Artists: Notes on Art Making

All round us we see Nature spreading forth in one great rhythmic and rhyming ecstasy. The tall tree in the embraces of the fragile trembling creeper, the great massive mountains rising out of illimitable plains, the ever-changing waters breaking against the hard rock-bound coast-in them all lies a rhythm and a harmony the appreciation of which is the very foundation of human civilization. It was full of this ecstasy that humanity in those dim days of the past first rose above the mere animal and sang out in rhythmic numbers hymns in praise of creation. Again it was this same feeling for rhythm and harmony which made the ancient Egyptians and Babylonians blend line and colour and create the art of painting.

When the caveman first issued from the darkness of his cave home and built his little thatched hut on the mountain-side it rhymed in so beautifully with its natural surroundings that it became one with the mountain-side. It is this sense of harmony which is the very foundation of artist, creation. The sculptor in his sculpture, the painter in his picture through the harmony of line and colour creates beauty. We can all appreciate the harmony of a song or the cadence of a poem, but there is a rhythm in the composition of the artist, that this composition is no blind imitation of nature is a thing more difficult to understand, for to obtain this rhythm the artist has to probe down right into the mystical essence of nature. Yet this rhythm is most unconsciously obtained. Look at that small pathway leading over the fields to a neighbouring village-because it is created from the harmonious beat of a thousand foot-prints of human beings led with the same desire, because there is no consciousness in it, we find it gaily following the natural ups and downs of the field, thus giving us the feeling of rhythmic motion which is in entire harmony with the surrounding country side. How different is this from the paved street of some big city which haughtily ignores the natural unevenness of the ground and moves along leveling down all obstructions that lie in its way.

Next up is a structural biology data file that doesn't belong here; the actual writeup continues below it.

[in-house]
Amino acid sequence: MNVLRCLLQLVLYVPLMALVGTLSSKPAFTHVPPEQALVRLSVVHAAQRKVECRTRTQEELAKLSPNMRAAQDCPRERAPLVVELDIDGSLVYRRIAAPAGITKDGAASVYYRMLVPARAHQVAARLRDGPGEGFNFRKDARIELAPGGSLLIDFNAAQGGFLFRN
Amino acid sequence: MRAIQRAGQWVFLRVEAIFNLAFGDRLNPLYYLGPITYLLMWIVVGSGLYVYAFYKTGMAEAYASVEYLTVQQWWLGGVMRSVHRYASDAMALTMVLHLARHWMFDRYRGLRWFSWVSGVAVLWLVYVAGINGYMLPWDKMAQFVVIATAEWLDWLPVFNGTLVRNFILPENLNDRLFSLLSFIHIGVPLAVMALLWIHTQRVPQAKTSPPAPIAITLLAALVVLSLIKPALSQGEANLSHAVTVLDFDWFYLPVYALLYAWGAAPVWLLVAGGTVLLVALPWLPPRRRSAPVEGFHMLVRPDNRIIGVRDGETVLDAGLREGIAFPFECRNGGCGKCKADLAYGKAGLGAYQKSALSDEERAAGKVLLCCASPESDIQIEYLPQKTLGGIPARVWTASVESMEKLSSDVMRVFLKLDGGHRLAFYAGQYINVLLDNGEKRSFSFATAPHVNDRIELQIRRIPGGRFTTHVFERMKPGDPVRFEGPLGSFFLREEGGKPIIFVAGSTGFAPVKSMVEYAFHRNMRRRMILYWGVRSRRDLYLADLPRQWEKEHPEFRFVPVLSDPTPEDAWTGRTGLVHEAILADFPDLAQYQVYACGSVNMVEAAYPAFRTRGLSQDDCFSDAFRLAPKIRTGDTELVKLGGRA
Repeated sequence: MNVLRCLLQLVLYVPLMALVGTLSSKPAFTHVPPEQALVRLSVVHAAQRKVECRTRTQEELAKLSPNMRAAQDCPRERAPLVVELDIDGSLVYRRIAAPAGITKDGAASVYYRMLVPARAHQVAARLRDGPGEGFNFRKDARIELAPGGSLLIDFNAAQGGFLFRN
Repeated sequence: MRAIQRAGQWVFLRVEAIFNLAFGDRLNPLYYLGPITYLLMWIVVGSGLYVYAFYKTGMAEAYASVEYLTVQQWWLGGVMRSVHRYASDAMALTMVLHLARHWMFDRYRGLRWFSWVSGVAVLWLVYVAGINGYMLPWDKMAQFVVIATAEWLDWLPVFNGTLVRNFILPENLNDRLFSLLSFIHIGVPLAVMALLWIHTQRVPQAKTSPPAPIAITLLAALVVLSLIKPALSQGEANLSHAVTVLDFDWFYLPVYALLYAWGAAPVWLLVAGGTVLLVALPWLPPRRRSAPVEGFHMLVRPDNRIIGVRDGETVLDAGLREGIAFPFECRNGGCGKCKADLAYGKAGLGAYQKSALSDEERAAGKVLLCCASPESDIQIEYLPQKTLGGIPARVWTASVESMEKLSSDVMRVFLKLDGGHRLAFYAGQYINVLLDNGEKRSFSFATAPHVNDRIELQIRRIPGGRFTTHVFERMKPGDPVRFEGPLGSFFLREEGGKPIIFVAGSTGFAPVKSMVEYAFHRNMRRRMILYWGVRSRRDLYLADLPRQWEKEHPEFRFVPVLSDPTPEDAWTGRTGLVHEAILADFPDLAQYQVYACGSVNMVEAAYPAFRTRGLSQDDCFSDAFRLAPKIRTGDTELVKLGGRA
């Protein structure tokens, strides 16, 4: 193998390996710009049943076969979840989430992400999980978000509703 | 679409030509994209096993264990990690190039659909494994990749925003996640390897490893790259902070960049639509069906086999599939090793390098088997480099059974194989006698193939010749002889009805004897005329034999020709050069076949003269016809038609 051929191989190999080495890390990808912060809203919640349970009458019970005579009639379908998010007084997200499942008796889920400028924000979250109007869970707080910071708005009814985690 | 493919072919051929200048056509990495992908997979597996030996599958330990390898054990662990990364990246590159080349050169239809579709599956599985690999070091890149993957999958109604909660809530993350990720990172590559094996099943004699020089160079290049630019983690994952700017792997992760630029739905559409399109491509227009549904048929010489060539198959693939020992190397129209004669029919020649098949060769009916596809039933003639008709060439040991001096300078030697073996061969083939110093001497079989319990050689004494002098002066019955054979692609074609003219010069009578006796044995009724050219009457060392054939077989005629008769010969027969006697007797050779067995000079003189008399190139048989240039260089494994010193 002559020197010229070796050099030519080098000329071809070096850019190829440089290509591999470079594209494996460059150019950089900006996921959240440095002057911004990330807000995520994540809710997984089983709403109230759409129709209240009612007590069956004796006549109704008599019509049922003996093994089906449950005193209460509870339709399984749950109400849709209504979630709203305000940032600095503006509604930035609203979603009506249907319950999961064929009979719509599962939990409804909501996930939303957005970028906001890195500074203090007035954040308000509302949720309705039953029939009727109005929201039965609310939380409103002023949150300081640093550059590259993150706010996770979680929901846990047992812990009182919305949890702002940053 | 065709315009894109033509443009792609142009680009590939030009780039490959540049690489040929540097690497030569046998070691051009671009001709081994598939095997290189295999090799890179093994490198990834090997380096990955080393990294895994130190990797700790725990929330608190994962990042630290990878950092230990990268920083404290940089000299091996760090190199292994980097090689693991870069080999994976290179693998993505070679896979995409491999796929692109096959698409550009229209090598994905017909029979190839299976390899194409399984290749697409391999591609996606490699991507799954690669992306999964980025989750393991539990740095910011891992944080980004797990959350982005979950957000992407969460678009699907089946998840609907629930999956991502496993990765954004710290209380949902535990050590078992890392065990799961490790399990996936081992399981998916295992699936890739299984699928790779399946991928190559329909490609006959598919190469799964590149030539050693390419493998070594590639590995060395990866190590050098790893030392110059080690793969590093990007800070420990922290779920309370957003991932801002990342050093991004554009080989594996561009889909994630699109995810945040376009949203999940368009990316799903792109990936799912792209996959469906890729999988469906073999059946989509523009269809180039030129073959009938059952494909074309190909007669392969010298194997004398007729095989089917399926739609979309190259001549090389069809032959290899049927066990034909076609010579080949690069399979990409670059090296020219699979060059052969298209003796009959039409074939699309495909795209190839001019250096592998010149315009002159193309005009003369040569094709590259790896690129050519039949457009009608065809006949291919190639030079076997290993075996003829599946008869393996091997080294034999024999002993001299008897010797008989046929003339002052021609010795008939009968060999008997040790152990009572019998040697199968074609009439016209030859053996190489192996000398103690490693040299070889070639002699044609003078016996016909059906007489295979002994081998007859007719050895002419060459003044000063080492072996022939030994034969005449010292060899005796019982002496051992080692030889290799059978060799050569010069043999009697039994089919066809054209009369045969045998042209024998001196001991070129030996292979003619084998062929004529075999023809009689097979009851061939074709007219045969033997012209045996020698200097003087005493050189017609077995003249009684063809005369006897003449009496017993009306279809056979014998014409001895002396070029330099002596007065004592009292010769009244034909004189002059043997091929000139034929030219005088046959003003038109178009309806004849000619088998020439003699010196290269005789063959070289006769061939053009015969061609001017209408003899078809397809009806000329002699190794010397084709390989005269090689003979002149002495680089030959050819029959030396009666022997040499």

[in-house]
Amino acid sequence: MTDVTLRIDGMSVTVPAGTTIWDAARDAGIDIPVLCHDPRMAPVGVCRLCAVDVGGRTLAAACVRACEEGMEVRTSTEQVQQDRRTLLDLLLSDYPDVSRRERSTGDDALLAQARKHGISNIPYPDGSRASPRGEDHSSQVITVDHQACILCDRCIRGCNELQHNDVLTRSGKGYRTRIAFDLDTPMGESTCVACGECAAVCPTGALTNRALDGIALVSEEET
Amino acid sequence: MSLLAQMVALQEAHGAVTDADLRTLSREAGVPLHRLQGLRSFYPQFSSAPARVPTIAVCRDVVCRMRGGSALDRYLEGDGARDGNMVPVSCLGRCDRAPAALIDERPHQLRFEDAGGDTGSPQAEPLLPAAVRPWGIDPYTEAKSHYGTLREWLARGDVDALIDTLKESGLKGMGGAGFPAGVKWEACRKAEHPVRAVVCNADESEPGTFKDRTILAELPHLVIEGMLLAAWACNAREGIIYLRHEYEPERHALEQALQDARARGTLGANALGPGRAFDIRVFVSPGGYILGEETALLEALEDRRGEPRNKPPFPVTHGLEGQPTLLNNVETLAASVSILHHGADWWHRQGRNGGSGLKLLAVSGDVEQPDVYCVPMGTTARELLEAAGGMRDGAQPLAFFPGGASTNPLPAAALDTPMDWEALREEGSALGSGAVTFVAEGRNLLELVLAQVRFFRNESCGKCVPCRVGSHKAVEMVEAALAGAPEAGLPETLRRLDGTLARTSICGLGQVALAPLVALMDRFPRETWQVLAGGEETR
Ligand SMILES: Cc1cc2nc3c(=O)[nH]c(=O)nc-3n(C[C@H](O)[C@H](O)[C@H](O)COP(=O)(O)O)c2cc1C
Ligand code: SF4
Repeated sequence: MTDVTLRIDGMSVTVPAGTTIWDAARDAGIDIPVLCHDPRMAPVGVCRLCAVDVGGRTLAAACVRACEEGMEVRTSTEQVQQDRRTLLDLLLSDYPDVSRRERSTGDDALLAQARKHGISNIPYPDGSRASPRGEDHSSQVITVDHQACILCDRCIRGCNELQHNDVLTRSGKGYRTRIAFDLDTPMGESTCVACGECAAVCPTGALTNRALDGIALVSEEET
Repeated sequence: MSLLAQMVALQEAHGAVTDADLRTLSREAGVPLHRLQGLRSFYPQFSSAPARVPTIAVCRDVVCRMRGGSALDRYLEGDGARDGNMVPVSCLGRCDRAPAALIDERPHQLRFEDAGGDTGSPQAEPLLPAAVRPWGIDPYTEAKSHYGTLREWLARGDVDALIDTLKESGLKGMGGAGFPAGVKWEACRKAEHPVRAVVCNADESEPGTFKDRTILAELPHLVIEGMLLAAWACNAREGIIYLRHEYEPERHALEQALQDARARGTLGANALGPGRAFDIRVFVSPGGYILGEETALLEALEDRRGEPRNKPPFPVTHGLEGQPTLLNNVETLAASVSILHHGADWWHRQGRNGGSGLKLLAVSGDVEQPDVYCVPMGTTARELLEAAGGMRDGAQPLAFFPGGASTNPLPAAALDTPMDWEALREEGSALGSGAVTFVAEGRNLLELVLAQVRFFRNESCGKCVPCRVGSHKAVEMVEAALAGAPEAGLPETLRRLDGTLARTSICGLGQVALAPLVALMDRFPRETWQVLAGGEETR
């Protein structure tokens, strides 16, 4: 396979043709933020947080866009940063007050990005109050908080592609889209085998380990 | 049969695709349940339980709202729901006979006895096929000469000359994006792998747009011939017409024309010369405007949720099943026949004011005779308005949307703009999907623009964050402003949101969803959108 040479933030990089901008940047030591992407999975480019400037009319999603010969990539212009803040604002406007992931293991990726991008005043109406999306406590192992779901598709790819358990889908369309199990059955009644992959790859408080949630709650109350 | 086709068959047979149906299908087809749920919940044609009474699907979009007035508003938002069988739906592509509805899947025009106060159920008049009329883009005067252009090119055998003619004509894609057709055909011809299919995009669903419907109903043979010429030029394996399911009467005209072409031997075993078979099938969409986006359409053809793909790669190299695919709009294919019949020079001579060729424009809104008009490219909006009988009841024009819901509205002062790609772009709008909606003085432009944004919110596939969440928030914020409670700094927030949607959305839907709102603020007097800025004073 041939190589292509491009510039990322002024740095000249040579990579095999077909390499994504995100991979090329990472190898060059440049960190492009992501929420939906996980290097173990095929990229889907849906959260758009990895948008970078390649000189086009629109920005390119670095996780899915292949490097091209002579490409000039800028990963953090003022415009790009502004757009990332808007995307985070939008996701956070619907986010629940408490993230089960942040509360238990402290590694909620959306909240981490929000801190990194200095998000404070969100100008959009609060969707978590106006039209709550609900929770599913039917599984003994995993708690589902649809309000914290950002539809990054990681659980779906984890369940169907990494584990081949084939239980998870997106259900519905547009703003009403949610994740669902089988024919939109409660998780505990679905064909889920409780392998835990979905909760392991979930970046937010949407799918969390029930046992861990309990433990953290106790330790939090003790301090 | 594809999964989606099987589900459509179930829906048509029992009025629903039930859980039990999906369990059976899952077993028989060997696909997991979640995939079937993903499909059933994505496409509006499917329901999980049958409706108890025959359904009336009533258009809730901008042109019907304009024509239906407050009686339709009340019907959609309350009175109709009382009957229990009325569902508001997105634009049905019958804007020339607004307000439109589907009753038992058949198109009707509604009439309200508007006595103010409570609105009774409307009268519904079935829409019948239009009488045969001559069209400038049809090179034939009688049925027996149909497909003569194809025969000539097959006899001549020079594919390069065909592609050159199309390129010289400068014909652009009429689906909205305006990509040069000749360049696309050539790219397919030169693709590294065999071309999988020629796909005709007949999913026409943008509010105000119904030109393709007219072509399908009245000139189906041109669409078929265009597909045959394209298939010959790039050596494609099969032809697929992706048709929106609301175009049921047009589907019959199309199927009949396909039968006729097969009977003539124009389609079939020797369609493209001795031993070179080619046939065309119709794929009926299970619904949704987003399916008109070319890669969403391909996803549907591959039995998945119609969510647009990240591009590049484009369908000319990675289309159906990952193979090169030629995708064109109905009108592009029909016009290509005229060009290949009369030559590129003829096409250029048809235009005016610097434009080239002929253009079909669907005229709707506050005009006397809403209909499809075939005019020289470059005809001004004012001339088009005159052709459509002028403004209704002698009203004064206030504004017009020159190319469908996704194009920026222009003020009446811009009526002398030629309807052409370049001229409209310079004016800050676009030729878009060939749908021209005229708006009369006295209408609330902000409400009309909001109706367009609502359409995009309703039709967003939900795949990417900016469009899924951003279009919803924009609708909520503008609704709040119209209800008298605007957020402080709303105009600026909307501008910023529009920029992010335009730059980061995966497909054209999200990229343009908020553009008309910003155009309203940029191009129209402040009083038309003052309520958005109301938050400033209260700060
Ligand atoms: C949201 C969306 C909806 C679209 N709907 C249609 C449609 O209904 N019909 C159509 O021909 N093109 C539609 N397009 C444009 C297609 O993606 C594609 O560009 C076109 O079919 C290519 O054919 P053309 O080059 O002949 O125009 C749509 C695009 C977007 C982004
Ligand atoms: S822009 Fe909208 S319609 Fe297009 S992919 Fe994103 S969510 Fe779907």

GRACE OF CURVES